Review If you share telly viewing with a masochistic soccer fan, you might well be tempted to consider alternative goggle box entertainment... er, Wimbledon perhaps?
At least Blighty's entrant into the southwest London tennis competition stands a chance of winning – having prevailed last year. There’s more to telly than sport, though, in much the same way that there’s more to streaming telly than the BBC iPlayer and YouTube.
Roku's Streaming Stick – smarten up your old TV with a dongle doobry
Google’s Chromecast stole a march on Roku’s latest Streaming Stick in marketing a simple dongle to plug into any HDMI telly, PVR or projector. Roku had done this before but in its earlier model, the interfacing relied on the functional but less common MHL connector to draw power and deliver video.
The new Streaming Stick isn't too different to its predecessor and compared to the Chromecast, these two devices are much the same from the outside, each with an external power supply.
Just in case your telly or projector has no USB, you get a PSU too
Where they vary is that Roku provides a remote control and supports dual-band wireless (2.4GHz and 5GHz), whereas the Chromecast lingers in the 2.4GHz domain and provides an HDMI extender out of the box. If you want one from Roku, you have to fill in an online form to receive your complimentary cable. I gave it a try and, as my Roku serial number was rejected, I’m wondering if this offer is US-only.
To get the Streaming Stick up and running, you need to create your own login on the Roku website and then go through the motions of configuring the dongle for remote pairing and Wi-Fi access from the TV screen. After that, the Roku generates an activation code on-screen that you need to enter into your web browser to link the device to your account.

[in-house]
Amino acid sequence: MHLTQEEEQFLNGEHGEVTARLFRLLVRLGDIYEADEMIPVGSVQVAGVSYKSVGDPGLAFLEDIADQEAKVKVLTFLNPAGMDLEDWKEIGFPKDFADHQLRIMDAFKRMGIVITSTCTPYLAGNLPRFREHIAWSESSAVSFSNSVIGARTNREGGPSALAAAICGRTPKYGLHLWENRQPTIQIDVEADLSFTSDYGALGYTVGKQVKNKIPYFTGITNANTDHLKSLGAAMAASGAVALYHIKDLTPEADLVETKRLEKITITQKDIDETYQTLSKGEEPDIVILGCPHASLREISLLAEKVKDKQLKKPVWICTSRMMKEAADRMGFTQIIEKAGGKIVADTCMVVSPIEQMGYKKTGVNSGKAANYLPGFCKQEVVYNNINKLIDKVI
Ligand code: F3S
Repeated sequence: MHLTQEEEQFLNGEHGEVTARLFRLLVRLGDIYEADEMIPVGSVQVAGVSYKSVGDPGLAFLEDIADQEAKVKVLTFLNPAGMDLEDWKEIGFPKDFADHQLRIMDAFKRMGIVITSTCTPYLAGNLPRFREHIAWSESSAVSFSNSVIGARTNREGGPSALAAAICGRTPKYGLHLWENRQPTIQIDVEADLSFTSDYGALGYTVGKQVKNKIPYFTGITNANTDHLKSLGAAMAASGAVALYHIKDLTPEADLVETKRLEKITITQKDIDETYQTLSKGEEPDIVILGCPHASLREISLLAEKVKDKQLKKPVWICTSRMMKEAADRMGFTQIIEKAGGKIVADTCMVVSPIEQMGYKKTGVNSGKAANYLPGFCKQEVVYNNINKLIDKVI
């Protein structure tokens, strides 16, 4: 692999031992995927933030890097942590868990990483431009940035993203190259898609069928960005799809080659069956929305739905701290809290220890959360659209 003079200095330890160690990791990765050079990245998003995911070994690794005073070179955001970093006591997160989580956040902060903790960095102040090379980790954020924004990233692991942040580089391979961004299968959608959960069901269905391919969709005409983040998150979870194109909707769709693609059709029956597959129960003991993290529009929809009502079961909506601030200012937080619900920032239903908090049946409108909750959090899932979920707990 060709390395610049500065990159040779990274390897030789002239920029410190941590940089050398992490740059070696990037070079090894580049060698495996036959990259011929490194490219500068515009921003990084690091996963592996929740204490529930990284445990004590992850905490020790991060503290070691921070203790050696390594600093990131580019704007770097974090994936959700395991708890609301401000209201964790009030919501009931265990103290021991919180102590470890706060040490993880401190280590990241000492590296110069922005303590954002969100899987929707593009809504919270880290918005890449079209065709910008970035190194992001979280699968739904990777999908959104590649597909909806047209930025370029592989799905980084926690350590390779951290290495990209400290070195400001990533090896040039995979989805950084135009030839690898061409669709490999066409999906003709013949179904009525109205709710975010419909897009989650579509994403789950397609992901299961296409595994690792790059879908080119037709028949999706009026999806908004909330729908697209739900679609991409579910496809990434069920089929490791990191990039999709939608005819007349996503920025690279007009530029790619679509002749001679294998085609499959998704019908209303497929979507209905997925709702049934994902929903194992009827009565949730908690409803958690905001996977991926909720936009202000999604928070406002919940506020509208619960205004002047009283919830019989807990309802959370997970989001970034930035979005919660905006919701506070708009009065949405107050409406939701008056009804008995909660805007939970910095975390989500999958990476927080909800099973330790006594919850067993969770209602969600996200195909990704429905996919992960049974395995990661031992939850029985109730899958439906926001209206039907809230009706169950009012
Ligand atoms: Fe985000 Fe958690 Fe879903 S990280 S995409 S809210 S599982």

If all goes a bit Pete Tong, there's a reset button
As some of the 450 streaming channels available require subscriptions, credit card details have to be entered to enable registration. Naturally, there’s the BBC iPlayer, YouTube and Netflix as well as 4OD, Demand5 and Now TV, which provides access to Sky Movies and Sky Sports.
While appearing easy enough, set-up wasn’t entirely glitch-free. At first it didn’t get beyond the Wi-Fi authentication, but after pulling the power from the micro USB port and trying again, all was well. The remote is certainly worth having and easy to get used to, apart from the lack of volume control, something which graces the Roku 3.
The remote app does more than just navigation
At twice the price of the Streaming Stick, the Roku 3 remote has a headphone jack socket tucked away in the device which receives soundtrack audio wirelessly so you can listen privately. It’s a nice touch but eats the batteries.